O P I N I O N
by Roland Binet (Braine-l’Alleud/Belgium)
One would have thought that after the destruction of millions of Jews during the war and the creation of Israel, that antisemitism would have disappeared forever from Europe, the harsh and bloody lessons of the Holocaust having been learned. Yet, now, almost seventy years later, antisemitism is still an important factor to be reckoned with, both in Eastern and Western Europe.
In The East
In some former Soviet republics, antisemitism has reappeared, most of its overt manifestations being sponsored or condoned by local authorities. There are the commemoration events in honor of the Waffen SS volunteers in the two northern Baltic States Estonia (e.g. the Lihula movement) and Latvia (Bauska), and in Lithuania, in honor of the directly culpable Lithuanian Activist Front and Nazi puppet provisional government in Lithuania (reburial of Ambrazevičius-Brazaitis in 2012, neo-Nazi marches in Feruary and March 2013).
The problem goes well beyond the Baltics. To the east, there are shrined in (mostly western) Ukraine to Bandera, and to the east, deep within the EU, to Horthy in Hungary.
In Budapest a street was named after C. Tormay, an antisemitic author. Recently, when the World JEwish Congress gassembled in Budapest, there were hundreds of members of ‘Jobbik’ to protest against against “the Jews.” This openly antisemitic party reached 17 % the last elections. In all former Soviet republics, there have been reports of antisemitic acts: swastikas at Jewish sites in Hungary in 2011, desecration of commemorative Jewish monuments in Ponary and Bialystok in 2011, in a cemetery (Valdemārpils/Latvia in 2011). But, when one looks at the figures of “physical” incidents involving Jewish citizens in Eastern Europe, they are much smaller than the ones in Western Europe as there were only 22 recorded acts in Latvia in 2011 and 10 in Lithuania in 2011. No figures are available for the other countries.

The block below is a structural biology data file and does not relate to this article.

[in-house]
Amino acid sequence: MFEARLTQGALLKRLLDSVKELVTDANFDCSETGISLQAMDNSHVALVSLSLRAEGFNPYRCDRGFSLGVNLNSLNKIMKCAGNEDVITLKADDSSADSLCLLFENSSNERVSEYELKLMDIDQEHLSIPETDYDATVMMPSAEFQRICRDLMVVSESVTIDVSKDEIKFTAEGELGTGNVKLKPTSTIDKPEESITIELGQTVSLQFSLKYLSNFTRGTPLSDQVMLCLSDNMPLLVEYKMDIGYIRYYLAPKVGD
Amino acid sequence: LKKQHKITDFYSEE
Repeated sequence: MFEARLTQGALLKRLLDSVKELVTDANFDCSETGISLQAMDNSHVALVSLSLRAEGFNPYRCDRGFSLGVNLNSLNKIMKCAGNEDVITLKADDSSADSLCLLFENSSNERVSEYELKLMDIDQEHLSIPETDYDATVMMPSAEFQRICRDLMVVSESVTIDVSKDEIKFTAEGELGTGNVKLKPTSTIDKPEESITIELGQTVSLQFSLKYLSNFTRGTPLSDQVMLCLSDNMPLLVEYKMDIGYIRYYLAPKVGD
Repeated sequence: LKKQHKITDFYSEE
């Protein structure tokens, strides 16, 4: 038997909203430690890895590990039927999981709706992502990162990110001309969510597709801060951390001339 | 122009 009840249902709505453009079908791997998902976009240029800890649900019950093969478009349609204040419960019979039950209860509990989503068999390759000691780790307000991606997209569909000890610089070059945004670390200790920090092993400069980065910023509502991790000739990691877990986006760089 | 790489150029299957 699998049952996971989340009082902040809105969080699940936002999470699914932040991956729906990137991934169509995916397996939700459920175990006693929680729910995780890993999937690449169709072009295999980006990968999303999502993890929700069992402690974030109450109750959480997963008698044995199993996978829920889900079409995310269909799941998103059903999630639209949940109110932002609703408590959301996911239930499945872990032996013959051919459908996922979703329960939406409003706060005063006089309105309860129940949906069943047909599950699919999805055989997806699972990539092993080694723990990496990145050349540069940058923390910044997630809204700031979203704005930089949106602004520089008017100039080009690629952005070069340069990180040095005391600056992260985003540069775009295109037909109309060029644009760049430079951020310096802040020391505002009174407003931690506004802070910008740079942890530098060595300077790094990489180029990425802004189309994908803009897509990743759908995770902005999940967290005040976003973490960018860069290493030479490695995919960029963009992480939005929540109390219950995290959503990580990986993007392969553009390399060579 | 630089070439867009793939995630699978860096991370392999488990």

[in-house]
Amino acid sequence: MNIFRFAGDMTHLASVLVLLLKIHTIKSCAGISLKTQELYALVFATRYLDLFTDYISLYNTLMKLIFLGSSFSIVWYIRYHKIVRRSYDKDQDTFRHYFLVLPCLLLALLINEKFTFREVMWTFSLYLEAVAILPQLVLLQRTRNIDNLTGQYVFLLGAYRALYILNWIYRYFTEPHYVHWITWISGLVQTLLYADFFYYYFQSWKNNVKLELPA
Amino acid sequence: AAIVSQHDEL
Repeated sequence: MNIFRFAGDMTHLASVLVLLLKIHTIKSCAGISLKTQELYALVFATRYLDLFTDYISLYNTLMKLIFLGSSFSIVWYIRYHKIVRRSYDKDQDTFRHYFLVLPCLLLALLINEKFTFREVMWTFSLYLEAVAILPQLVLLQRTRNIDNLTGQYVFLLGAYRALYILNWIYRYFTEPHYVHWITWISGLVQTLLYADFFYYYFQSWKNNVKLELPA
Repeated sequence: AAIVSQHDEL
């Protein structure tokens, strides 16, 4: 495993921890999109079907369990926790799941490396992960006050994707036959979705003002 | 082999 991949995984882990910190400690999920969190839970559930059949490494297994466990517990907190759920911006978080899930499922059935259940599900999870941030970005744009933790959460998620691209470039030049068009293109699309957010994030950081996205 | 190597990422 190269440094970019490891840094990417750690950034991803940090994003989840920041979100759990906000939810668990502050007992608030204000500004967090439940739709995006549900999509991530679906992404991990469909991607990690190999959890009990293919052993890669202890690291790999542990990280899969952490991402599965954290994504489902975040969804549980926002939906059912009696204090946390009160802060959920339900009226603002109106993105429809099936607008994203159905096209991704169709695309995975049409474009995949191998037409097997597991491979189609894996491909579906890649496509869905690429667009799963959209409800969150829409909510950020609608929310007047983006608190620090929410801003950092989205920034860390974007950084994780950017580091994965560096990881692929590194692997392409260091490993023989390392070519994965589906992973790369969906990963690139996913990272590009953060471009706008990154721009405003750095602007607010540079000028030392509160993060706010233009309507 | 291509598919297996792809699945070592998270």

In The West
In Western Europe, there are two main movements of antisemites: first the right-wing adherents who still profess a hatred of the Jews, and secondly segments of the Muslim population, especially the young from crowded impoverished suburbs or neighborhoods, who hate Israel and associate all Jews with Israel and its policies. But, on the whole, antisemitism is to be found in far larger figures in Western han in Eastern Europe. According to recent reports, 20% of Germans and 44 % of Italians still profess prejudiced or hostile attitude toward the Jews. The most brutal recent examples of antisemitism linked to violent acts or killings have taken place in France. On January 21, 2006, some youths kidnapped, held and tortured a young Jew who later died from his injuries. On March 19, 2012, also in France, a Mulim turned extremist killed a Jewish teacher, three children and injured another one, on the grounds of the “Otzar Hatorah” school in Toulouse. In France, there were 389 antisemitic incidents and threats in 2011, and 1,262 indictments related to racist, antisemitic and discriminatory offenses in 2010. In Austria there were 522 cases brought to the courts in 2010 related to the ‘Prohibition Status’ and 73 indictments. In Germany, in 2011 there were 1,188 politically motivated crimes of an antisemitic nature committed by right-wingers. In the United Kingdom, 488 hate crimes were recorded in 2010. In Belgium there were 82 complaints in 2011, 58 recorded incidents in 2011 in Italy, 161 crimes reported in 2010 in Sweden and 286 recorded incidents in 2010 in the Netherlands.
One can see that antisemitism is still alive in most European countries. They are either sponsored by the local authorities or stem from rabidly antisemitic segments of populations that have no memory of the Holocaust or do not show respect to the victims of Nazism and their descendants. Unfortunately, there are few if any governmental or state-sponsored solutions in view to fight against this revival of an old East European plague that has now spread to the whole of Europe.